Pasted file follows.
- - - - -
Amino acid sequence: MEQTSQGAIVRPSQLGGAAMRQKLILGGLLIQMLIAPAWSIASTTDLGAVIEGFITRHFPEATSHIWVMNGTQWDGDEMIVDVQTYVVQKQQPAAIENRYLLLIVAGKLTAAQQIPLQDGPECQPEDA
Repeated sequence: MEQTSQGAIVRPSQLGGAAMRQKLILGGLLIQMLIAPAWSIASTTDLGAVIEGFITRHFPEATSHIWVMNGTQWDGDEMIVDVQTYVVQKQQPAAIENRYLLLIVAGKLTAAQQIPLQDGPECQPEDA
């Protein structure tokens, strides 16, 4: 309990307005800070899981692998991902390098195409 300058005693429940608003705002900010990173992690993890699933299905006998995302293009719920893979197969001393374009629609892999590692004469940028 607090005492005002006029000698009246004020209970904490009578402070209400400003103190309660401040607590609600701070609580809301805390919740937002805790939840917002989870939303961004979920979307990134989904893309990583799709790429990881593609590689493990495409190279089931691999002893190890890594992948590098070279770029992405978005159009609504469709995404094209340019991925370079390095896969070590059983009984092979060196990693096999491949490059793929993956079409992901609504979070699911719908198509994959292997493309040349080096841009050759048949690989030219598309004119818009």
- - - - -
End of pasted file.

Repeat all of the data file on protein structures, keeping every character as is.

Amino acid sequence: MEQTSQGAIVRPSQLGGAAMRQKLILGGLLIQMLIAPAWSIASTTDLGAVIEGFITRHFPEATSHIWVMNGTQWDGDEMIVDVQTYVVQKQQPAAIENRYLLLIVAGKLTAAQQIPLQDGPECQPEDA
Repeated sequence: MEQTSQGAIVRPSQLGGAAMRQKLILGGLLIQMLIAPAWSIASTTDLGAVIEGFITRHFPEATSHIWVMNGTQWDGDEMIVDVQTYVVQKQQPAAIENRYLLLIVAGKLTAAQQIPLQDGPECQPEDA
């Protein structure tokens, strides 16, 4: 309990307005800070899981692998991902390098195409 300058005693429940608003705002900010990173992690993890699933299905006998995302293009719920893979197969001393374009629609892999590692004469940028 607090005492005002006029000698009246004020209970904490009578402070209400400003103190309660401040607590609600701070609580809301805390919740937002805790939840917002989870939303961004979920979307990134989904893309990583799709790429990881593609590689493990495409190279089931691999002893190890890594992948590098070279770029992405978005159009609504469709995404094209340019991925370079390095896969070590059983009984092979060196990693096999491949490059793929993956079409992901609504979070699911719908198509994959292997493309040349080096841009050759048949690989030219598309004119818009």